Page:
Photo Information

Cpl. Derrick Priest, a military working dog handler with Military Police Support Company, II Marine Expeditionary Force Headquarters Group, uses a radio to give his military working dog, Shandi, commands during road way training for smelling out explosives aboard Camp Lejeune, N.C., June 9, 2010. While Shandi searched the road environment for explosive odors planted by the handlers, Priest radioed to her which directions to go and exactly what she needed to do.

Photo by Cpl. Katherine Keleher, II Marine Expeditionary Force Public Affairs

MHG military working dogs perform explosive detection training

17 Jun 2010 | Cpl. Katherine Keleher, II Marine Expeditionary Force Public Affairs

Fifteen Marines and 19 military working dogs from Military Police Support Company, II Marine Expeditionary Force Headquarters Group, participated in explosive detection training at Training Landing Zone Dodo aboard Camp Lejeune, June 9.

The service members and their MWD partners partook in the training to help prepare themselves for future deployments.

“We’re out here doing explosive detection training in both open areas and road ways,” said Cpl. Benjamin Shaffer, the chief MWD trainer with MP Support Co.

The Marines and their canine co-workers practiced scanning roadways for roadside bombs by having the MWDs smell for explosive odors. After the service members finished on the roadways, they then continued on to their open area training.

The handlers and their MWDs walked through an open area of vegetation to give their dogs the opportunity to practice smelling for weapon caches.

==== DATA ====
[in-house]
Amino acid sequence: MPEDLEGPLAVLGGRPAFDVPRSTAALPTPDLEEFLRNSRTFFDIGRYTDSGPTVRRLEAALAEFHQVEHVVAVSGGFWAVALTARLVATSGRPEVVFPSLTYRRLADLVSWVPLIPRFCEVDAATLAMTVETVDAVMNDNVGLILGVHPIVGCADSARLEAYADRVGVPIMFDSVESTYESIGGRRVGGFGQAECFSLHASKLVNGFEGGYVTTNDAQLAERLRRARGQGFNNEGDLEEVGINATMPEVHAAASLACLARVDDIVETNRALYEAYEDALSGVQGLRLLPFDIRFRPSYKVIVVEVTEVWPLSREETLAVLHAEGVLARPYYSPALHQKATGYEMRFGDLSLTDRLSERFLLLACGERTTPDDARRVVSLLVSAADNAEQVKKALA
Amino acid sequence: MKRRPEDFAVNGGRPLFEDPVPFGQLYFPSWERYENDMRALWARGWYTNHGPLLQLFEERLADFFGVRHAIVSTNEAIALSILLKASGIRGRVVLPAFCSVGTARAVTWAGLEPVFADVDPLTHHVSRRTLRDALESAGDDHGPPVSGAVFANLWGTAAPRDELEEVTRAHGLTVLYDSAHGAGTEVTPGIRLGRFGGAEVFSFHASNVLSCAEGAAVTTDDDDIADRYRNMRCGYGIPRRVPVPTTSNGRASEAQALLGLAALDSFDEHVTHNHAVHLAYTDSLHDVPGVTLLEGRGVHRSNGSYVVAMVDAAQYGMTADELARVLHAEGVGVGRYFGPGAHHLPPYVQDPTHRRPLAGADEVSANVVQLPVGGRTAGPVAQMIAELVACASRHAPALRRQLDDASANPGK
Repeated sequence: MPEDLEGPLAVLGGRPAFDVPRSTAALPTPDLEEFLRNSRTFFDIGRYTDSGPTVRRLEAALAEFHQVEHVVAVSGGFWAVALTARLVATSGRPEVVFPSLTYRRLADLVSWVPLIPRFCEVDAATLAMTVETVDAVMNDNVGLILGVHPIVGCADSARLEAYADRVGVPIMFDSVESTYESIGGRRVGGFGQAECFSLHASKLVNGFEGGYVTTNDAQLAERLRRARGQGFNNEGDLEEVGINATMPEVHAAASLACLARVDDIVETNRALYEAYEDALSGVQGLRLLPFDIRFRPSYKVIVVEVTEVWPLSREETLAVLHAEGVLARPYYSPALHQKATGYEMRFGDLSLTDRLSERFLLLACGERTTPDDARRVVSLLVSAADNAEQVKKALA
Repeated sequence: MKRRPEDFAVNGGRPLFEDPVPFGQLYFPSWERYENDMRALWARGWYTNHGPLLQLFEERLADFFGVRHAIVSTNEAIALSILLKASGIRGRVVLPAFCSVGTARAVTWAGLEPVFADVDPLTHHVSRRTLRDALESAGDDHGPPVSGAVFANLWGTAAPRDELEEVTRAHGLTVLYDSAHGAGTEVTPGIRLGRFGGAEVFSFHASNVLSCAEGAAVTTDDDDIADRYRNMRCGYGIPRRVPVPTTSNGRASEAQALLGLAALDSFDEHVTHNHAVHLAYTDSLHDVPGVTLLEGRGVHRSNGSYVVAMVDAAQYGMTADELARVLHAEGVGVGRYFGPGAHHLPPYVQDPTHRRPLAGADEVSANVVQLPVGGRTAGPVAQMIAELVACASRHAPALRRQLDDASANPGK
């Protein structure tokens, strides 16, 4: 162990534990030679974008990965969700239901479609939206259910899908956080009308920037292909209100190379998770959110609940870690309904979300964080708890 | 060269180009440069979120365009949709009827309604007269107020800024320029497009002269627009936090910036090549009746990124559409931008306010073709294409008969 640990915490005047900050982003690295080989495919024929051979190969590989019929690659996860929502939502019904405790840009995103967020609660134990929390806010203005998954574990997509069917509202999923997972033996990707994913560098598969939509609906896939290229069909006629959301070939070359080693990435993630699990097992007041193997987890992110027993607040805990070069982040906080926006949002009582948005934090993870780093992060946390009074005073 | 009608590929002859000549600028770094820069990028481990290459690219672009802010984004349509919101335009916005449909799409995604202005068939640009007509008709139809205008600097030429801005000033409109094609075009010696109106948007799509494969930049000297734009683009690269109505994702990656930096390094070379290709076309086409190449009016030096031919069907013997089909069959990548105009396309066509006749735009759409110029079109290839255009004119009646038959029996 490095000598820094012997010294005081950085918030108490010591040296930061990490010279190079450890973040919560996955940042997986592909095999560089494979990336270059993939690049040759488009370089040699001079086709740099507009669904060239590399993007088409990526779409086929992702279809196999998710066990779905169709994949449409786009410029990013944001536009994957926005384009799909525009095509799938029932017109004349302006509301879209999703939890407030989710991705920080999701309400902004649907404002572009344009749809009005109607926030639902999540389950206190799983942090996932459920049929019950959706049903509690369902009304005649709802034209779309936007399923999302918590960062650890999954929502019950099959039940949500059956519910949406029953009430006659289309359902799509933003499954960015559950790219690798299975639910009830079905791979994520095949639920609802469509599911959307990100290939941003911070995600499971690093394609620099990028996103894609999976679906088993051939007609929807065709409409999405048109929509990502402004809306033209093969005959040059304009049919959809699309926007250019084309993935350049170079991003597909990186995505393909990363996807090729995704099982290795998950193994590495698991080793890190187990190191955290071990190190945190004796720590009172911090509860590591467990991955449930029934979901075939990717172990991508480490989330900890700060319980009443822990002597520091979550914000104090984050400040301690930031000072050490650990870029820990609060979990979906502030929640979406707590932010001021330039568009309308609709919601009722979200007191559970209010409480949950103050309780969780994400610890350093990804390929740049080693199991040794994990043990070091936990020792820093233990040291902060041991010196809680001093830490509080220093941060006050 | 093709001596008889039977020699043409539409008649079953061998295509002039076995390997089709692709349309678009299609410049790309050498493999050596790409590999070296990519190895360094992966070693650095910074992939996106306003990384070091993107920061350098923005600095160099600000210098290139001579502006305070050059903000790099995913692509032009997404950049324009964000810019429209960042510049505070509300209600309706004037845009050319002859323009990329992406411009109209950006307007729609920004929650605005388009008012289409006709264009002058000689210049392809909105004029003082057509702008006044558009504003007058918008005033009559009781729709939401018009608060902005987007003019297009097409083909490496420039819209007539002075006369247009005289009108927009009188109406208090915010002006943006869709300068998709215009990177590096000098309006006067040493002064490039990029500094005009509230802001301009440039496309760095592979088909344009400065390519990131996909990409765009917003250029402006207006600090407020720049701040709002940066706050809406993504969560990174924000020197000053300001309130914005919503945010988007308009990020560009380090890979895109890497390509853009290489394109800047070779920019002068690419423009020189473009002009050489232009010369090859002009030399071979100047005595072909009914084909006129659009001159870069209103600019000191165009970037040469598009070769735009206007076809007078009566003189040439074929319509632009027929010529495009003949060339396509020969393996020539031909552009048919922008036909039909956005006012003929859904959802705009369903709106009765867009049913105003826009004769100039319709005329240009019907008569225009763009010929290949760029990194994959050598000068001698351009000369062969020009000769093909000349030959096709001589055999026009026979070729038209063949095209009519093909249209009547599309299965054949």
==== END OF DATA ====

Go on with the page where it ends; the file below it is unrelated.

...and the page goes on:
The entire day was performed as if the service members were currently deployed.  Everything from the performance of the training to the gear the Marines and their dogs wore was the same as it would be if they were on the battlefield. 

“We have them do everything the right way because we always have to be ready to deploy at anytime,” said Shaffer, an Amity, Pa. native.  “We also have them wear their full gear to help them with their muscle memory and body conditioning.  If they always wear the stuff, their bodies are going to stay conditioned to it, and that keeps them more comfortable.”

Although the Marines and their MWDs perform daily training, they still feel as though there is always room for improvement.

“The more time we get with the dogs the more rapport we have,” said Sgt. William Niepert, the MWD 2nd squad leader.  “With detecting explosives you have to be able to trust your dog.  You have to know what your dog is thinking before he even thinks it.”

Aside from the difficulties of daily training, the Marines still believe they have the best job in the Marine Corps.

“Every handler whole heartedly agrees we have the best job.  K9 to us isn’t a job, it’s a calling,” said Niepert, a native of Mulberry Grove, Ill.  “I do for work what most people do for fun.  I go to work and get to work with dogs all day.  Most people go home to play with their pets.”